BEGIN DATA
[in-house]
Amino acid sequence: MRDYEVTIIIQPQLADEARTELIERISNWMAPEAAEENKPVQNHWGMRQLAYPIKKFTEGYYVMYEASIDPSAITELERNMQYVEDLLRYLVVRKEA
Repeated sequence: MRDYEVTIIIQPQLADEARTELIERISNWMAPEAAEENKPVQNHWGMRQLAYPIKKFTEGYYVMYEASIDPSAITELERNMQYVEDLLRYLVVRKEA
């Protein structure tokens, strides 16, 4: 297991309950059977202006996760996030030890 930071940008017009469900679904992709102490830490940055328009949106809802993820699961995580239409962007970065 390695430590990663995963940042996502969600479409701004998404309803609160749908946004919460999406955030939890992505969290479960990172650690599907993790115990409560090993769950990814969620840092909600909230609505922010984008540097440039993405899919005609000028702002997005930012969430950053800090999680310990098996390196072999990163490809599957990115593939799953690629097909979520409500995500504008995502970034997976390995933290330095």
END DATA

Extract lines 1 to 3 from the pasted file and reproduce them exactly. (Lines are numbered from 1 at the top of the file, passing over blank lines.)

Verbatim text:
[in-house]
Amino acid sequence: MRDYEVTIIIQPQLADEARTELIERISNWMAPEAAEENKPVQNHWGMRQLAYPIKKFTEGYYVMYEASIDPSAITELERNMQYVEDLLRYLVVRKEA
Repeated sequence: MRDYEVTIIIQPQLADEARTELIERISNWMAPEAAEENKPVQNHWGMRQLAYPIKKFTEGYYVMYEASIDPSAITELERNMQYVEDLLRYLVVRKEA